The depth of the snow caught me off guard this morning as travel was difficult on snow packed and slippery roads. Not surprisingly I was the only one at the site for the 9:30 feeding. Visibility was poor and the only eagle I saw was a juvenile flying to the site as I left to do my barn run. Given the state of the roads it was an hour before I returned and by then all the chicken was gone. Visibility had improved and I spotted about a dozen eagles in the trees but suspect that it took more than that the clean up the food.
I was a few minutes late for the 11:30 feeding having got stuck behind a snow plough. The dozen or so eagles were still in the trees and I had the company of a single photographer. The snow had turned to sleet by this time and though it was mild it was not a very pleasant morning.
The aerial display started very quickly and was a decent show. By the end there were about 40 eagles at the site and they got stuck in on the ground quite quickly. Most of the action was in the air, though there wasn't much taking of chicken on the wing. There were, however, several attempts to carry off chicken with the ensuing chase. The action on the ground was relatively tame.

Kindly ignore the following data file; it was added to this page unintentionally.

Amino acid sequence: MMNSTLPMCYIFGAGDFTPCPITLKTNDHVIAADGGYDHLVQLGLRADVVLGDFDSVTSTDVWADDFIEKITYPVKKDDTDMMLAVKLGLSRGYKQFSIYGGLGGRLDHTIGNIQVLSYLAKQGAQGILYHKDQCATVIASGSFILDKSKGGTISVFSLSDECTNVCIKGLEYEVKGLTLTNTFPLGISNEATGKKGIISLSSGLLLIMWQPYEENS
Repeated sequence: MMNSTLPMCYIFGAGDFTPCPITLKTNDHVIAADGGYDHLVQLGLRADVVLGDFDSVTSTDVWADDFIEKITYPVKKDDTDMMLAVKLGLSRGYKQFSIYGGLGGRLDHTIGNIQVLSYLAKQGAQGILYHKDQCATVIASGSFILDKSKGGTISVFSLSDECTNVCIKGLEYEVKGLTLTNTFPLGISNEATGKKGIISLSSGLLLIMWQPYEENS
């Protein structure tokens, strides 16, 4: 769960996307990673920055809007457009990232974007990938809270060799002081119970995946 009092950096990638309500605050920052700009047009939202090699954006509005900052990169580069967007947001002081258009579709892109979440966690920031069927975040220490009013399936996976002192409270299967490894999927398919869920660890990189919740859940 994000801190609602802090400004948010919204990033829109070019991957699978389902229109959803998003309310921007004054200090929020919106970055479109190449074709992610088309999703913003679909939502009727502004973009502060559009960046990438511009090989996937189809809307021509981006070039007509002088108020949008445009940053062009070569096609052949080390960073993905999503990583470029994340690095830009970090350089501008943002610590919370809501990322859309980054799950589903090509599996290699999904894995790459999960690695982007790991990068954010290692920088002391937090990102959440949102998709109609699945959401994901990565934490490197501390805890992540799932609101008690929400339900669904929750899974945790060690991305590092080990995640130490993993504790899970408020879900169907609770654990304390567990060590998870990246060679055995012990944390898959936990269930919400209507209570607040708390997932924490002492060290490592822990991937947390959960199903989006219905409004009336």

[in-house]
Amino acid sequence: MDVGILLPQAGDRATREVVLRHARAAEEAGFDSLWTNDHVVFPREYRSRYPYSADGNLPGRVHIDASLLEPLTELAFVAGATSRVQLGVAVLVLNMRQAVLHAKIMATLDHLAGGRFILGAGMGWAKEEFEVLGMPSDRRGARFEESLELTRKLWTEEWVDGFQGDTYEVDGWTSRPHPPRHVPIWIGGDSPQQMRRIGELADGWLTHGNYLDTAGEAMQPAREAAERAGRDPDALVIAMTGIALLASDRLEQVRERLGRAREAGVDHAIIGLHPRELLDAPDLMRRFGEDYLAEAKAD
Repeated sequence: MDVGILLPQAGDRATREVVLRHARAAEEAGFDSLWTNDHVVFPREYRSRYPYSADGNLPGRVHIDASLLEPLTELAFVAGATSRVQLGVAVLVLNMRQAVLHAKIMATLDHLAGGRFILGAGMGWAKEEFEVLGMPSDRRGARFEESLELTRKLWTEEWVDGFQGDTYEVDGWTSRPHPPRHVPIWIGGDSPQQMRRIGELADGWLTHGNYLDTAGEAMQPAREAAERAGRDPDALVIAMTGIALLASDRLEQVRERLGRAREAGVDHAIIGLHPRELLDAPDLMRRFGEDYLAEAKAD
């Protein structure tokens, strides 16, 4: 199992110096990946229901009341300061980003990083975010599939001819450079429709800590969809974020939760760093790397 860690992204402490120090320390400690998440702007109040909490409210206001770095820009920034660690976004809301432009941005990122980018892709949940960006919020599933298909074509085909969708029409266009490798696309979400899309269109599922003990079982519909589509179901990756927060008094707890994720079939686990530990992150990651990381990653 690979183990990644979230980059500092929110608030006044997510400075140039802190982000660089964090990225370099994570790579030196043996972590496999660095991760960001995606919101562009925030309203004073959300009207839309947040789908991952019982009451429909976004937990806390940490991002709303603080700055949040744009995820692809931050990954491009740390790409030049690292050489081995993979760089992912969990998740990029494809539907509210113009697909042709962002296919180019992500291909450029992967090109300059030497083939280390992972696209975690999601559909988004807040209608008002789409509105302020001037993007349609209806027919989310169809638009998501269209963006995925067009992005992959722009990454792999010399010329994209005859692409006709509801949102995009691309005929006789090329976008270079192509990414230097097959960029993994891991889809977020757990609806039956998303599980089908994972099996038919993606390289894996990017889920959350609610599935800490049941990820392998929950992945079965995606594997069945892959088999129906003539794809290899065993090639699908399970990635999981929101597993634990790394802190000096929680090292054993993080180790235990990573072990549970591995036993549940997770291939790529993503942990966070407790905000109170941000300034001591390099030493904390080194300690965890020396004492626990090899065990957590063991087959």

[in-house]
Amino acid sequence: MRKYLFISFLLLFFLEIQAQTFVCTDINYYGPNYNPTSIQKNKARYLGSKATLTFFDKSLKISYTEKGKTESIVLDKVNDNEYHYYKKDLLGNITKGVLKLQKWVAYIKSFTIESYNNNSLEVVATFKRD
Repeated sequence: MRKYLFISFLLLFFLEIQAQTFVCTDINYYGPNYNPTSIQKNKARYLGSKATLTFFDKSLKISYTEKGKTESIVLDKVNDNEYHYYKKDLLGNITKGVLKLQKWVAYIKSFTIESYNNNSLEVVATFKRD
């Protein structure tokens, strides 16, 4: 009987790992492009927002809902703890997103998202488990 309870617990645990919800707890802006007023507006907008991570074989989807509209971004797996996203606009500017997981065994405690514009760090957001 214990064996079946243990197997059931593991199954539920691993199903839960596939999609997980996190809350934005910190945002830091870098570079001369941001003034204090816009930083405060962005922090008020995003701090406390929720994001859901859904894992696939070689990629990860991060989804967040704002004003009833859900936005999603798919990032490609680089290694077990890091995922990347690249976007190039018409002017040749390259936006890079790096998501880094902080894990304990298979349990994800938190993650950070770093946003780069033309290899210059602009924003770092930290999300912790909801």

I am very much aware that the time is ticking down for the eagle watch season. While I would love to have a decent attendance to send the eagles back to their nesting grounds I appreciate that social distancing is an issue. There is a fair amount of space at the site so that I think we can spread ourselves adequately thinly provided that we're not overwhelmed by numbers. However, safety must be everyone's primary concern.
I am pretty much committed now to the two feedings at 9:30 and 11:30 so I'll be there either way.
Malcolm lives in Sheffield Mills and is our resident eagle feeder. He feeds the eagles daily and has a unique relationship with these large birds. These are his adventures!